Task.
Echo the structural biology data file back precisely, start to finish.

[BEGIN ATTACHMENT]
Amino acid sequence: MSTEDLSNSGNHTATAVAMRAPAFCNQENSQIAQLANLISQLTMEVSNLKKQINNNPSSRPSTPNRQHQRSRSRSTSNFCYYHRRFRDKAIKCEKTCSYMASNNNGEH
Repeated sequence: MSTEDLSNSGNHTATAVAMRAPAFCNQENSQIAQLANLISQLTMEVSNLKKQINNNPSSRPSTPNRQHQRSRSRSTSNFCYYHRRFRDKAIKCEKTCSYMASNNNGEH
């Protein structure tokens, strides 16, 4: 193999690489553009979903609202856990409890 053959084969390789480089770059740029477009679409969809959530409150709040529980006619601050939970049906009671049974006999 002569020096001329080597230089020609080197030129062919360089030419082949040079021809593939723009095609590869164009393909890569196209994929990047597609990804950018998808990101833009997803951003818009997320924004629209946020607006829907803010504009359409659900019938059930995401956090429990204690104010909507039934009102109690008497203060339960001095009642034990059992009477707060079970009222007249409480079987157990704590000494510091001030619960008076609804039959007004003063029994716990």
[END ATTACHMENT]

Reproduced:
Amino acid sequence: MSTEDLSNSGNHTATAVAMRAPAFCNQENSQIAQLANLISQLTMEVSNLKKQINNNPSSRPSTPNRQHQRSRSRSTSNFCYYHRRFRDKAIKCEKTCSYMASNNNGEH
Repeated sequence: MSTEDLSNSGNHTATAVAMRAPAFCNQENSQIAQLANLISQLTMEVSNLKKQINNNPSSRPSTPNRQHQRSRSRSTSNFCYYHRRFRDKAIKCEKTCSYMASNNNGEH
């Protein structure tokens, strides 16, 4: 193999690489553009979903609202856990409890 053959084969390789480089770059740029477009679409969809959530409150709040529980006619601050939970049906009671049974006999 002569020096001329080597230089020609080197030129062919360089030419082949040079021809593939723009095609590869164009393909890569196209994929990047597609990804950018998808990101833009997803951003818009997320924004629209946020607006829907803010504009359409659900019938059930995401956090429990204690104010909507039934009102109690008497203060339960001095009642034990059992009477707060079970009222007249409480079987157990704590000494510091001030619960008076609804039959007004003063029994716990």